Science Achievement Gaps

The place of science in the 21st Century cannot be overstated. If equity in education needs to be addressed then achievement gaps in science are worth the attention. A disparity in scientific understanding does not bode well for the future especially with the increasing role of technology in the economy as well as the central role science plays in some of the pressing issues or questions society faces.

Researchers from Harvard and the University of Texas at Austin have recently examined science achievement gaps in great detail. Their work, scheduled to be published in the journal Educational Researcher, looks at the nationally representative data, NCES’s ECLS-K:99, which follow more than 20,000 kindergarteners through eight grade. The primary objective of the work is to quantify science achievement gaps and explain their causes. The study finds numerous gaps in science achievement according to gender and race. These gaps are presented in the first column of the following table.

Above copied from
David M. Quinn and North Cooc. Science Achievement Gaps by Gender and Race/Ethnicity in Elementary and Middle School: Trends and Predictors. Educational Researcher 0013189X15598539, first published on August 5, 2015 as doi:10.3102/0013189X15598539
Column(1) of the above table are the gaps in eight grade. Quinn and Cook have compared these gaps to the ones observed in third grade and find that the gender, Black and Hispanic gaps are quite stable. These gaps therefore exist as early as third grade. The authors then take a "detective" approach in finding the reasons behind these gaps. Under Column(2), poverty is taken into account. The gender gap is obviously not correlated with socio-economic status but both Black and Hispanic gaps are substantially reduced when this factor is taken into account. Column(3) introduces math achievement in fifth grade. This wipes out the gender gap indicating that the difference between girls and boys in science is correlated with their achievements in math. Prior math achievement also reduces substantially both Black and Hispanic gaps and reverses the sign of the Asian gap. White students who perform in math as well as Asian students have higher science achievements. Column(4) factors in reading achievement in fifth grade. This basically works on the premise that students read to learn, thus, challenges in reading comprehension can easily translate to difficulties in science. With this factor, the gender gap actually gets bigger. This is a result of the gender gap in reading being opposite. Both Black and Hispanic gaps are reduced. However, the reduction in the Hispanic gap is much more dramatic indicating perhaps the bigger role of reading challenges within this population. Column(5) takes both reading and math simultaneously and Column(6) combines all three factors; reading, math and socio-economic status. In this last column, gaps remain suggesting that science achievement gaps cannot be fully explained by these three factors. To explain fully the gaps, the authors find that school and classroom effects must be considered. In this mixed bag, how engaging or rigorous a science curriculum is, how equipped science classrooms and laboratories are, and how qualified teachers are show up as the remaining important factors. With these additional influences, the gaps disappear.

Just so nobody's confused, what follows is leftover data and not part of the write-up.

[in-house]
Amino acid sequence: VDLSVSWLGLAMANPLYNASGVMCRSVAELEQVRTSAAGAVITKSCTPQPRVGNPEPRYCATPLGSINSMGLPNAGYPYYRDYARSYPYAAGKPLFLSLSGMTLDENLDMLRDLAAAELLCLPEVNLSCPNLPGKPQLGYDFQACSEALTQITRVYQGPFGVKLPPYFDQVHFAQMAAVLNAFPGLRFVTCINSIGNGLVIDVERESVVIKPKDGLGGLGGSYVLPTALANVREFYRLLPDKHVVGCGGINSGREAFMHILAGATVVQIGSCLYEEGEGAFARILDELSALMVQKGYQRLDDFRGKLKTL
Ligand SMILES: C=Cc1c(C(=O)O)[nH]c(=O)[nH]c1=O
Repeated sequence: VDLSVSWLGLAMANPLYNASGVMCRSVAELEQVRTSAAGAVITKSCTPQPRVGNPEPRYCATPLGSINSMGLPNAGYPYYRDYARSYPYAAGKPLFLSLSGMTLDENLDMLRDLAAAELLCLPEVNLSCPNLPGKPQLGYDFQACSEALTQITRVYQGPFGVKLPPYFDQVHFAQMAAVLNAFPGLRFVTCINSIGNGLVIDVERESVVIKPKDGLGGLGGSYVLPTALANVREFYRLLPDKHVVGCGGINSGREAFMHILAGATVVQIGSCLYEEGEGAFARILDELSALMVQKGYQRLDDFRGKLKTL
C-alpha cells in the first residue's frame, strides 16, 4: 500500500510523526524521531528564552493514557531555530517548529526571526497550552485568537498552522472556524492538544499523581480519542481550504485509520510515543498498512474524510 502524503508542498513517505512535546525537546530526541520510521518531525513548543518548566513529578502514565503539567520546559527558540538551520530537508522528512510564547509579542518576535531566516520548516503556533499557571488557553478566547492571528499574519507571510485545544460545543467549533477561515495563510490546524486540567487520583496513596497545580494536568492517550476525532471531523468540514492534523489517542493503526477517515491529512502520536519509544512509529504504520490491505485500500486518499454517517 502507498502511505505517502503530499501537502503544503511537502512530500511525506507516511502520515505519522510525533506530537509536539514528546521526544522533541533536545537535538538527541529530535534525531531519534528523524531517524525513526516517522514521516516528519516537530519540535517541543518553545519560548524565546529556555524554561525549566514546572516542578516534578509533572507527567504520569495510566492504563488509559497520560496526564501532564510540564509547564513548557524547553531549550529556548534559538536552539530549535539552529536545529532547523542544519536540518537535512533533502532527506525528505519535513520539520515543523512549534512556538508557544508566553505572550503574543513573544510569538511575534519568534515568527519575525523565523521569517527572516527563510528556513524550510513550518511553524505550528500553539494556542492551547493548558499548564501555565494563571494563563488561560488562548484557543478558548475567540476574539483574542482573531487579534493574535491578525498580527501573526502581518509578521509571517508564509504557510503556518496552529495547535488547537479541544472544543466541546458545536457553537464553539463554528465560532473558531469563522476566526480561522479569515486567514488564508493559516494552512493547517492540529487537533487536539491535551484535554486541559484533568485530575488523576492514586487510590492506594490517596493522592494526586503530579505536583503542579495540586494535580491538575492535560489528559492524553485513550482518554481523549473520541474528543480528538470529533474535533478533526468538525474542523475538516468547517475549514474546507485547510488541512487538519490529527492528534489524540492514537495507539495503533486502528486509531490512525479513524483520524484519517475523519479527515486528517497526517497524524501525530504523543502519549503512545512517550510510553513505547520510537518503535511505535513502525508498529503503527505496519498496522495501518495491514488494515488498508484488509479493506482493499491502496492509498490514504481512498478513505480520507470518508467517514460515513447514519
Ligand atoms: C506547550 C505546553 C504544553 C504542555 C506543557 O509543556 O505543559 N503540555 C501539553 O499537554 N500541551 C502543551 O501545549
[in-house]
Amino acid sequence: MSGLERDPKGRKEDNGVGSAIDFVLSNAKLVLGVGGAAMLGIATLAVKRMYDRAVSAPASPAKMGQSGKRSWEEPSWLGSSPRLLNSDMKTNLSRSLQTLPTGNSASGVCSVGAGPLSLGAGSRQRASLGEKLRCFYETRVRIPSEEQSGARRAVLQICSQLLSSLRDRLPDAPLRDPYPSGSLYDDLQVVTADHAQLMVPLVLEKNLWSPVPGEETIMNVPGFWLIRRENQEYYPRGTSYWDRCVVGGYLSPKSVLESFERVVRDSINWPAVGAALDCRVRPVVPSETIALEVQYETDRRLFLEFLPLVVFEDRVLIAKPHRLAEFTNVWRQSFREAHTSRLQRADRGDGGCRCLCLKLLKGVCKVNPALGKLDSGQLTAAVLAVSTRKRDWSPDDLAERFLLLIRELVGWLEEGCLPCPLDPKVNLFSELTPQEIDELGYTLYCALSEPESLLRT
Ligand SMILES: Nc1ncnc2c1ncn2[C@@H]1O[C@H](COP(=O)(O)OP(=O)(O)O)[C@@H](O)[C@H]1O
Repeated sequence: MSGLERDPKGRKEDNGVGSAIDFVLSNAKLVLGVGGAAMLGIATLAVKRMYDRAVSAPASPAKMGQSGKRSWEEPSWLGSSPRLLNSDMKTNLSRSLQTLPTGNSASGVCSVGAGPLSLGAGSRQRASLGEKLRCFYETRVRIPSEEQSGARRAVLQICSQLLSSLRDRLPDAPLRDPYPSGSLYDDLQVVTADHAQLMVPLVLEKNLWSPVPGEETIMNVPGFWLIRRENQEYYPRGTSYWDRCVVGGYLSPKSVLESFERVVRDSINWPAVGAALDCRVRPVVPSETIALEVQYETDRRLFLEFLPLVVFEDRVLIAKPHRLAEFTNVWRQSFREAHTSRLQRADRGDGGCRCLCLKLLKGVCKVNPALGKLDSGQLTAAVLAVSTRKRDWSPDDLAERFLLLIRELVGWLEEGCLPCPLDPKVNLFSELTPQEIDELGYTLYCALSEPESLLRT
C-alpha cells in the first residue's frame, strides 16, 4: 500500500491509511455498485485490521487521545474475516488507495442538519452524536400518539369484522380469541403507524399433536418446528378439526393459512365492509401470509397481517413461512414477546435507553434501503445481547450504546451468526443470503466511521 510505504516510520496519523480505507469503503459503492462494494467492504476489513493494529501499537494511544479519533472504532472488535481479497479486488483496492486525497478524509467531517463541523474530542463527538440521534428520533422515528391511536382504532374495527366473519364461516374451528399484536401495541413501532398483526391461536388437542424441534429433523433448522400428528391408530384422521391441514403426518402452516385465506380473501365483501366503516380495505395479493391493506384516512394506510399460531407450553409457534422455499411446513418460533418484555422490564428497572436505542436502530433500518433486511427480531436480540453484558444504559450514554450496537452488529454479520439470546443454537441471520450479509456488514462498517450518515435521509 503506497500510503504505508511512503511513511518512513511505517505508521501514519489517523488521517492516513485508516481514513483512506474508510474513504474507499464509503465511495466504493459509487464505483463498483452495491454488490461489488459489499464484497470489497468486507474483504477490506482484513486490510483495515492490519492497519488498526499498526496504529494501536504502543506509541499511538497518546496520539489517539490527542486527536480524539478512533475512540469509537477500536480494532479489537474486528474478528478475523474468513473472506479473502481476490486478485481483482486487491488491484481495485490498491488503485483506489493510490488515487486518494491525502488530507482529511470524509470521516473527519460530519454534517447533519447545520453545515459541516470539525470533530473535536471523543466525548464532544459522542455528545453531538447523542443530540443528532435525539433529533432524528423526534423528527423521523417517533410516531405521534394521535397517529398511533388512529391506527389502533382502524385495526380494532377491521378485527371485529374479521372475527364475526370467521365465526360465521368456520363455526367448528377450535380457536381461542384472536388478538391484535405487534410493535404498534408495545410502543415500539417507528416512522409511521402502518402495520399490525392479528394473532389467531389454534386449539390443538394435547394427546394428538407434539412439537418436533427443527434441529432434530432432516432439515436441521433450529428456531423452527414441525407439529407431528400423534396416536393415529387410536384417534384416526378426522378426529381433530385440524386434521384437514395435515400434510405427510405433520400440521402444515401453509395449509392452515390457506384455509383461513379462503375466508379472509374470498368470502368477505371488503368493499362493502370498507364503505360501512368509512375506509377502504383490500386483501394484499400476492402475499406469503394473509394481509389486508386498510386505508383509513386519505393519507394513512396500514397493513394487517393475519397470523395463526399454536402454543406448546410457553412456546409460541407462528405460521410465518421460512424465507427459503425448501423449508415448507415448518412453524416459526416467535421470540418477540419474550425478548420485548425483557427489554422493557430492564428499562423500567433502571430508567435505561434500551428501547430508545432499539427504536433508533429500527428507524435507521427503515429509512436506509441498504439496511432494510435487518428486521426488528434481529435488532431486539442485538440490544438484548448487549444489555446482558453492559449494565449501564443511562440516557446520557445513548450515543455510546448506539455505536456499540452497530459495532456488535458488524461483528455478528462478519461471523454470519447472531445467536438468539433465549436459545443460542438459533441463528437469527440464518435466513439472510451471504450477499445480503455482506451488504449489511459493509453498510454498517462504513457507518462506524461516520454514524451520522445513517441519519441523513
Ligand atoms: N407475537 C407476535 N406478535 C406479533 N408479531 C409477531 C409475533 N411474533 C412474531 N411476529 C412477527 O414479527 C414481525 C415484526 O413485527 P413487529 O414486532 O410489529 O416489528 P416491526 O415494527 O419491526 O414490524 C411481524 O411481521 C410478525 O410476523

The takeaway message that the authors wish to convey in this study is that these gaps exist as early as in third grade. Therefore, interventions aimed at closing gaps should begin when students are young. These gaps are correlated with socio-economic status, math and reading abilities. Narrowing these gaps hence requires addressing these factors.